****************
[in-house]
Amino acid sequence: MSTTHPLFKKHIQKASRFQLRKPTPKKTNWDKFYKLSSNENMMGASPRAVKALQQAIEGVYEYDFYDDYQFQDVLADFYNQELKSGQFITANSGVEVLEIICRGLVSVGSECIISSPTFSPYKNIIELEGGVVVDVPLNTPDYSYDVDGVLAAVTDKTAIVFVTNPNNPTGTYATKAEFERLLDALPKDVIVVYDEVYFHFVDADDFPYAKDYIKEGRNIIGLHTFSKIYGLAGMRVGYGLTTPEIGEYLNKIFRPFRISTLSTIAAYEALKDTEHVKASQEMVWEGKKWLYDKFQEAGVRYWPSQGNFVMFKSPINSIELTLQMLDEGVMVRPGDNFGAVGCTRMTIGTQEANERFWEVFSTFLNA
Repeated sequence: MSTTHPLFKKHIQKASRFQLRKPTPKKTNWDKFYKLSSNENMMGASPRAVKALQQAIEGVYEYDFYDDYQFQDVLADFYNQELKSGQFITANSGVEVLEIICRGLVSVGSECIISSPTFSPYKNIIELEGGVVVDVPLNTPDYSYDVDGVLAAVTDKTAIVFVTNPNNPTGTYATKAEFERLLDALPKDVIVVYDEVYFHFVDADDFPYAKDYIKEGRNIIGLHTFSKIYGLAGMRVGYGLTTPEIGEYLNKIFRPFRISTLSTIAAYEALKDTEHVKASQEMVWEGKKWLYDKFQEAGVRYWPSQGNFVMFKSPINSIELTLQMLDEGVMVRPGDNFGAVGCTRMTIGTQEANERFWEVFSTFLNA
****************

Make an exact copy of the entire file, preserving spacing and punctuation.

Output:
[in-house]
Amino acid sequence: MSTTHPLFKKHIQKASRFQLRKPTPKKTNWDKFYKLSSNENMMGASPRAVKALQQAIEGVYEYDFYDDYQFQDVLADFYNQELKSGQFITANSGVEVLEIICRGLVSVGSECIISSPTFSPYKNIIELEGGVVVDVPLNTPDYSYDVDGVLAAVTDKTAIVFVTNPNNPTGTYATKAEFERLLDALPKDVIVVYDEVYFHFVDADDFPYAKDYIKEGRNIIGLHTFSKIYGLAGMRVGYGLTTPEIGEYLNKIFRPFRISTLSTIAAYEALKDTEHVKASQEMVWEGKKWLYDKFQEAGVRYWPSQGNFVMFKSPINSIELTLQMLDEGVMVRPGDNFGAVGCTRMTIGTQEANERFWEVFSTFLNA
Repeated sequence: MSTTHPLFKKHIQKASRFQLRKPTPKKTNWDKFYKLSSNENMMGASPRAVKALQQAIEGVYEYDFYDDYQFQDVLADFYNQELKSGQFITANSGVEVLEIICRGLVSVGSECIISSPTFSPYKNIIELEGGVVVDVPLNTPDYSYDVDGVLAAVTDKTAIVFVTNPNNPTGTYATKAEFERLLDALPKDVIVVYDEVYFHFVDADDFPYAKDYIKEGRNIIGLHTFSKIYGLAGMRVGYGLTTPEIGEYLNKIFRPFRISTLSTIAAYEALKDTEHVKASQEMVWEGKKWLYDKFQEAGVRYWPSQGNFVMFKSPINSIELTLQMLDEGVMVRPGDNFGAVGCTRMTIGTQEANERFWEVFSTFLNA